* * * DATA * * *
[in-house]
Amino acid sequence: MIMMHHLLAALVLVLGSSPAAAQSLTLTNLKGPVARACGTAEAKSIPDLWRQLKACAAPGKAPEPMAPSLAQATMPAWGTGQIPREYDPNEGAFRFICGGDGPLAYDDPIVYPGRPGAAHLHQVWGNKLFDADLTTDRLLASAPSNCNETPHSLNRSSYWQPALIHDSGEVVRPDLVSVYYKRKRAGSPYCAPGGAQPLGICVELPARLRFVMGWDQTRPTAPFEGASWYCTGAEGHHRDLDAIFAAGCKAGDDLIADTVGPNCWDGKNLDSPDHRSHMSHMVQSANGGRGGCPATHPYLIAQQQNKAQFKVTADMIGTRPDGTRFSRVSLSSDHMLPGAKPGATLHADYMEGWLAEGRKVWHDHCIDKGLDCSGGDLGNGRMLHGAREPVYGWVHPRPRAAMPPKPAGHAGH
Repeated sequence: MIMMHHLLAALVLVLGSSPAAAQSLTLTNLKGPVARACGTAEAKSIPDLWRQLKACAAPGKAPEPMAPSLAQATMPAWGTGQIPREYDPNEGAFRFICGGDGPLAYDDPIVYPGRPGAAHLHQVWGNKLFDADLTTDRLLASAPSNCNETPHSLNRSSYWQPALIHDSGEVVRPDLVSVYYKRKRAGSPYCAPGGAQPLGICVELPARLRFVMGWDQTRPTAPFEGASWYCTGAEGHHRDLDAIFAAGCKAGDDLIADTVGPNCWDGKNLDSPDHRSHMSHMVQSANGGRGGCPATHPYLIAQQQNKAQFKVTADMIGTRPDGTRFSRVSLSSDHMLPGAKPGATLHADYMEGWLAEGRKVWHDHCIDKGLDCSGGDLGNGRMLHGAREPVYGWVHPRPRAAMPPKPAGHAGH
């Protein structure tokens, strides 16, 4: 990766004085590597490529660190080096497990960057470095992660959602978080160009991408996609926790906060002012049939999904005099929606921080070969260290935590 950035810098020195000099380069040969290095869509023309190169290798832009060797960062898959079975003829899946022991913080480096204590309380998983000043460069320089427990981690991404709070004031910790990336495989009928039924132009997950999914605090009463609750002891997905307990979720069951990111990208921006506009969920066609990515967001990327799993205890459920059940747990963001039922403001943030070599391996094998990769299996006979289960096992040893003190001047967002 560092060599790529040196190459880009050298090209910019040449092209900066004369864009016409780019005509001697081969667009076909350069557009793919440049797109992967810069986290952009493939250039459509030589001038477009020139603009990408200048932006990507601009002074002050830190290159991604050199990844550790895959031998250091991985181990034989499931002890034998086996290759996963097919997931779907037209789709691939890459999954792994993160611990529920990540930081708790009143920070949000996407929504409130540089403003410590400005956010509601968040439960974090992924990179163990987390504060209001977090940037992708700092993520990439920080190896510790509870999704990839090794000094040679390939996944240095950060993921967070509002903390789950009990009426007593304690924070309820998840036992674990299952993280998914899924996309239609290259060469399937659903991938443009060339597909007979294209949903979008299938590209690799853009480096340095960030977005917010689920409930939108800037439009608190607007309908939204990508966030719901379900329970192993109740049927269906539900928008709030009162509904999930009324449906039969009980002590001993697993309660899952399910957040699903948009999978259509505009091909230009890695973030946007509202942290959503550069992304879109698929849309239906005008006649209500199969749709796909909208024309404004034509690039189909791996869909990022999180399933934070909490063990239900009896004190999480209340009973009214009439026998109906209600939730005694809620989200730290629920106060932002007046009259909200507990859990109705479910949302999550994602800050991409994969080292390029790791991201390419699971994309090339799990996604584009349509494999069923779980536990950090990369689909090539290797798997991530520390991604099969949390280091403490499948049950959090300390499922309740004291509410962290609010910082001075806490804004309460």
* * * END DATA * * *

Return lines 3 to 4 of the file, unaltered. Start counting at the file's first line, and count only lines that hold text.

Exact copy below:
Repeated sequence: MIMMHHLLAALVLVLGSSPAAAQSLTLTNLKGPVARACGTAEAKSIPDLWRQLKACAAPGKAPEPMAPSLAQATMPAWGTGQIPREYDPNEGAFRFICGGDGPLAYDDPIVYPGRPGAAHLHQVWGNKLFDADLTTDRLLASAPSNCNETPHSLNRSSYWQPALIHDSGEVVRPDLVSVYYKRKRAGSPYCAPGGAQPLGICVELPARLRFVMGWDQTRPTAPFEGASWYCTGAEGHHRDLDAIFAAGCKAGDDLIADTVGPNCWDGKNLDSPDHRSHMSHMVQSANGGRGGCPATHPYLIAQQQNKAQFKVTADMIGTRPDGTRFSRVSLSSDHMLPGAKPGATLHADYMEGWLAEGRKVWHDHCIDKGLDCSGGDLGNGRMLHGAREPVYGWVHPRPRAAMPPKPAGHAGH
């Protein structure tokens, strides 16, 4: 990766004085590597490529660190080096497990960057470095992660959602978080160009991408996609926790906060002012049939999904005099929606921080070969260290935590 950035810098020195000099380069040969290095869509023309190169290798832009060797960062898959079975003829899946022991913080480096204590309380998983000043460069320089427990981690991404709070004031910790990336495989009928039924132009997950999914605090009463609750002891997905307990979720069951990111990208921006506009969920066609990515967001990327799993205890459920059940747990963001039922403001943030070599391996094998990769299996006979289960096992040893003190001047967002 560092060599790529040196190459880009050298090209910019040449092209900066004369864009016409780019005509001697081969667009076909350069557009793919440049797109992967810069986290952009493939250039459509030589001038477009020139603009990408200048932006990507601009002074002050830190290159991604050199990844550790895959031998250091991985181990034989499931002890034998086996290759996963097919997931779907037209789709691939890459999954792994993160611990529920990540930081708790009143920070949000996407929504409130540089403003410590400005956010509601968040439960974090992924990179163990987390504060209001977090940037992708700092993520990439920080190896510790509870999704990839090794000094040679390939996944240095950060993921967070509002903390789950009990009426007593304690924070309820998840036992674990299952993280998914899924996309239609290259060469399937659903991938443009060339597909007979294209949903979008299938590209690799853009480096340095960030977005917010689920409930939108800037439009608190607007309908939204990508966030719901379900329970192993109740049927269906539900928008709030009162509904999930009324449906039969009980002590001993697993309660899952399910957040699903948009999978259509505009091909230009890695973030946007509202942290959503550069992304879109698929849309239906005008006649209500199969749709796909909208024309404004034509690039189909791996869909990022999180399933934070909490063990239900009896004190999480209340009973009214009439026998109906209600939730005694809620989200730290629920106060932002007046009259909200507990859990109705479910949302999550994602800050991409994969080292390029790791991201390419699971994309090339799990996604584009349509494999069923779980536990950090990369689909090539290797798997991530520390991604099969949390280091403490499948049950959090300390499922309740004291509410962290609010910082001075806490804004309460």